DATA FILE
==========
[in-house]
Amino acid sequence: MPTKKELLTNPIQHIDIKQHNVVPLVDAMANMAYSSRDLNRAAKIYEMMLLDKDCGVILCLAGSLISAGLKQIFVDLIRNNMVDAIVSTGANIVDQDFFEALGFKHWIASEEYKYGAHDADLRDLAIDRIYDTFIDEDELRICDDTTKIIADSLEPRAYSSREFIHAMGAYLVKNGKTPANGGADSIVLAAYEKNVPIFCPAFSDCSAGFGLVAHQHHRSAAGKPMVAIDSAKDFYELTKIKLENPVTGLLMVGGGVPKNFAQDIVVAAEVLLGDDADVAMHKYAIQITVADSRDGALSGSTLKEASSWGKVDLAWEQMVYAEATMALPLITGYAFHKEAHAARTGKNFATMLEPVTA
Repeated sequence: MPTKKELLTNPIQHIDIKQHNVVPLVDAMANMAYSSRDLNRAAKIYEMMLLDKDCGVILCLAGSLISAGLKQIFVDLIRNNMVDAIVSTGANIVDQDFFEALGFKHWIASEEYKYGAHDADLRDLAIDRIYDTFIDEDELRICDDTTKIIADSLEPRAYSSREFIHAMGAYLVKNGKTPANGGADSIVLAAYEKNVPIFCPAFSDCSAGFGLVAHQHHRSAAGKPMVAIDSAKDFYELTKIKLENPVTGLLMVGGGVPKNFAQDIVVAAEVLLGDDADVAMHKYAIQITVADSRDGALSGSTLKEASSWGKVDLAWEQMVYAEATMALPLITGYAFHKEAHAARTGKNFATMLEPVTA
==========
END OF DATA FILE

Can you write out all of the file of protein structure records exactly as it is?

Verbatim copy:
[in-house]
Amino acid sequence: MPTKKELLTNPIQHIDIKQHNVVPLVDAMANMAYSSRDLNRAAKIYEMMLLDKDCGVILCLAGSLISAGLKQIFVDLIRNNMVDAIVSTGANIVDQDFFEALGFKHWIASEEYKYGAHDADLRDLAIDRIYDTFIDEDELRICDDTTKIIADSLEPRAYSSREFIHAMGAYLVKNGKTPANGGADSIVLAAYEKNVPIFCPAFSDCSAGFGLVAHQHHRSAAGKPMVAIDSAKDFYELTKIKLENPVTGLLMVGGGVPKNFAQDIVVAAEVLLGDDADVAMHKYAIQITVADSRDGALSGSTLKEASSWGKVDLAWEQMVYAEATMALPLITGYAFHKEAHAARTGKNFATMLEPVTA
Repeated sequence: MPTKKELLTNPIQHIDIKQHNVVPLVDAMANMAYSSRDLNRAAKIYEMMLLDKDCGVILCLAGSLISAGLKQIFVDLIRNNMVDAIVSTGANIVDQDFFEALGFKHWIASEEYKYGAHDADLRDLAIDRIYDTFIDEDELRICDDTTKIIADSLEPRAYSSREFIHAMGAYLVKNGKTPANGGADSIVLAAYEKNVPIFCPAFSDCSAGFGLVAHQHHRSAAGKPMVAIDSAKDFYELTKIKLENPVTGLLMVGGGVPKNFAQDIVVAAEVLLGDDADVAMHKYAIQITVADSRDGALSGSTLKEASSWGKVDLAWEQMVYAEATMALPLITGYAFHKEAHAARTGKNFATMLEPVTA